Iran nuclear talks: What's on the table, what's at stake
Iran nuclear talks began in Istanbul today with topics that could include a revamped version of a nuclear fuel swap deal and ongoing sanctions.
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But other aspects of Iran’s nuclear program may well enter the discussion. The negotiators – with undersecretary of State for Political Affairs William Burns representing the US – are likely to be grappling with several key topics, such as a revamped version of a nuclear fuel swap deal, in which Iran would agree to export much of its homemade enriched uranium in exchange for nuclear fuel rods it needs for a small reactor in Tehran that makes medical isotopes.Skip to next paragraph
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Billed as a confidence-building measure in October 2009 the proposal went nowhere. A similar version mediated by Turkey and Brazil was agreed with Iran in May 2010, but rejected by Western nations because it left enough nuclear material in Iran to serve as a building block for a weapon. News reports suggest both sides may have prepared updated proposals.
Iranian analysts suggest a “win-win” solution, in which the US and other world powers accept uranium enrichment in Iran – a process that has already been underway for years in the Islamic Republic – in exchange for much more intrusive inspections and guarantees.
Western diplomats note privately that Iran is not likely to give up enrichment wholesale under any circumstance, so agreeing on restrictions is perhaps the best they can hope for.
And accepting enrichment might not yield an immediate breakthrough, though it would be a “good” and “substantial” shift by the P5+1, says Mohtasham, who knows several of the key Iranian officials.
“Whatever the West says, Iranians by nature and because of their experience would always doubt this,” says Mohtasham. “They say, ‘Look, if they made such a proposal, there must be … some sort of evil behind it, so we have to find out what the evil is.’”
“It does take time,” adds Mohtasham. “The West should look at this as a process, rather than just accepting or rejecting immediately. That is the main problem with all diplomatic proposals and negotiations with Iran, [the West] just want things to happen quickly.”
Where's the common ground?
Despite the challenges, Iran also has reason to find common ground – not least to have sanctions removed and its isolation eased.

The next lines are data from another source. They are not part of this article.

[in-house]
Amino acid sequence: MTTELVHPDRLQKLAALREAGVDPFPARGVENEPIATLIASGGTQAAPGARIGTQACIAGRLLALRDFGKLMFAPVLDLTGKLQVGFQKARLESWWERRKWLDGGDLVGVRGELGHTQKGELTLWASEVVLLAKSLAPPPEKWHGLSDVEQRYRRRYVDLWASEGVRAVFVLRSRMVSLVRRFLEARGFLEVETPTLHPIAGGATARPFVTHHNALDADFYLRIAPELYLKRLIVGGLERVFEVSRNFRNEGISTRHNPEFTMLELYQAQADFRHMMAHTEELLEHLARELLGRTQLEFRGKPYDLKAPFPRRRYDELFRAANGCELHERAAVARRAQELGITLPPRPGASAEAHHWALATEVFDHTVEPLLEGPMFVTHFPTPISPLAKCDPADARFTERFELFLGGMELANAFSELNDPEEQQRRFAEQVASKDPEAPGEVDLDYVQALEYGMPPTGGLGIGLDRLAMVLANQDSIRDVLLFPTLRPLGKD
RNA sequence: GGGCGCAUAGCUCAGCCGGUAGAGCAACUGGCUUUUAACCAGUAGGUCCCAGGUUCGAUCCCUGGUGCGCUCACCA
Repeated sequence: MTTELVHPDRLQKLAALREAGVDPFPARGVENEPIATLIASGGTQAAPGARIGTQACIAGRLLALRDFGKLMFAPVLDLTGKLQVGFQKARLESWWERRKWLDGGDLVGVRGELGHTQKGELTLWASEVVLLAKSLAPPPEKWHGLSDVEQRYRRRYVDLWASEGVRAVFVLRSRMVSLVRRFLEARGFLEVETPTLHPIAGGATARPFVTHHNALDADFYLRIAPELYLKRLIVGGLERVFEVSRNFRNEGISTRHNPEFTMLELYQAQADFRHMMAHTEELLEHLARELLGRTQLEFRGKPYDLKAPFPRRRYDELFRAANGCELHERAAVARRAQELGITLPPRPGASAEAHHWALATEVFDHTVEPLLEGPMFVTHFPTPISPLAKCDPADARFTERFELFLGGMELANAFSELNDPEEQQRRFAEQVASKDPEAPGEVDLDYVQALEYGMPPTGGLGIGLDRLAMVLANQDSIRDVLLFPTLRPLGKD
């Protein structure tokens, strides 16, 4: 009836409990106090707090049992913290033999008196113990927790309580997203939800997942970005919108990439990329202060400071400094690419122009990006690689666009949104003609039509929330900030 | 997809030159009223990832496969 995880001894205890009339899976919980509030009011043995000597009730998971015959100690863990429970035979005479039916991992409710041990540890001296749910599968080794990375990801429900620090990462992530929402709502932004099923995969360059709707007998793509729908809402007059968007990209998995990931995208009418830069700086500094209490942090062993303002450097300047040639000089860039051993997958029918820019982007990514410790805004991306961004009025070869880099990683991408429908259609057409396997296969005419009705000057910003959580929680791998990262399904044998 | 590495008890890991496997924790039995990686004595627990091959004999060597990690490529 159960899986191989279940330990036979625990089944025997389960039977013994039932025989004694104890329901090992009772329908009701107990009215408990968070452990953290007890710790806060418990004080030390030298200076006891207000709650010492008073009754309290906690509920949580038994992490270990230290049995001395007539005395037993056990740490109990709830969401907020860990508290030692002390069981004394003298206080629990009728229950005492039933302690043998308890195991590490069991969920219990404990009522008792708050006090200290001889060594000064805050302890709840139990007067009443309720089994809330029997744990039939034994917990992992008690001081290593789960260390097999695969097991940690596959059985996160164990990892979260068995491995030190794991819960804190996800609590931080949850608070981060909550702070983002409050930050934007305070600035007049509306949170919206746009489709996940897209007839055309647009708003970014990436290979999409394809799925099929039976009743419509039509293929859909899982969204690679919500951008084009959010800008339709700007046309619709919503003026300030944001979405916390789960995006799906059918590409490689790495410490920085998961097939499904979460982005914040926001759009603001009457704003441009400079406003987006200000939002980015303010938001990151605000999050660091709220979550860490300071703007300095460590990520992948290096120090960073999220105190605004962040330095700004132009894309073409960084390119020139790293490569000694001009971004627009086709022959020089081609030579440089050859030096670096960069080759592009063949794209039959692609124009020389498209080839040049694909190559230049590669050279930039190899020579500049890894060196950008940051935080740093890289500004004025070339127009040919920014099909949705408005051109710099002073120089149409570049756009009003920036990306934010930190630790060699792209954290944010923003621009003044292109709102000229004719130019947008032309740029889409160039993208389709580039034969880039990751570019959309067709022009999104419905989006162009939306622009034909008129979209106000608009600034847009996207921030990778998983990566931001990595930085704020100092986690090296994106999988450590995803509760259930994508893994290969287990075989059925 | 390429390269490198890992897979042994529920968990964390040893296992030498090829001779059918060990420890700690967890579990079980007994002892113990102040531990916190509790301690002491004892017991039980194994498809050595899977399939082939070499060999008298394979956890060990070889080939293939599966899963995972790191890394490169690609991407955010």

To get there, a host of mostly American Iran specialists – including John Limbert, the US government’s former top diplomat on Iran, who was a hostage in Tehran from 1979-81 – on Thursday issued a joint statement saying it was “imperative that the Obama administration reinvigorate its diplomacy by pursuing engagement with Tehran more persistently, setting realistic objectives, and broadening the US-Iranian dialogue.”
Diplomacy was the “only sustainable means of preventing Iran from obtaining nuclear weapons [and] avoiding the dangerous folly of military confrontation in the Middle East,” said the range of veteran experts, officials, officers and activists. “Unrealistic outcomes, such as insisting that Iran cease uranium enrichment entirely, however desirable, must be set aside.”
In the pretalks gameplay, both sides hewed to long-established positions. Iran repeated that nuclear weapons were “illegitimate and against humanity,” but said that it would not be deprived of the ability to enrich uranium for its own nuclear fuel.
“You could not stop us from being nuclear,” President Mahmoud Ahmadinejad told a rally in the Iranian city of Yazd on Wednesday. “The Iranian nation will not retreat an inch. The nuclear issue is over from the Iranian point of view.”
The Americans and the P5+1 have also not yet veered from their position of no uranium enrichment. Iran has already installed more than 8,000 centrifuges and has plans for tens of thousands more, all of them, it says, in the service of peaceful nuclear power.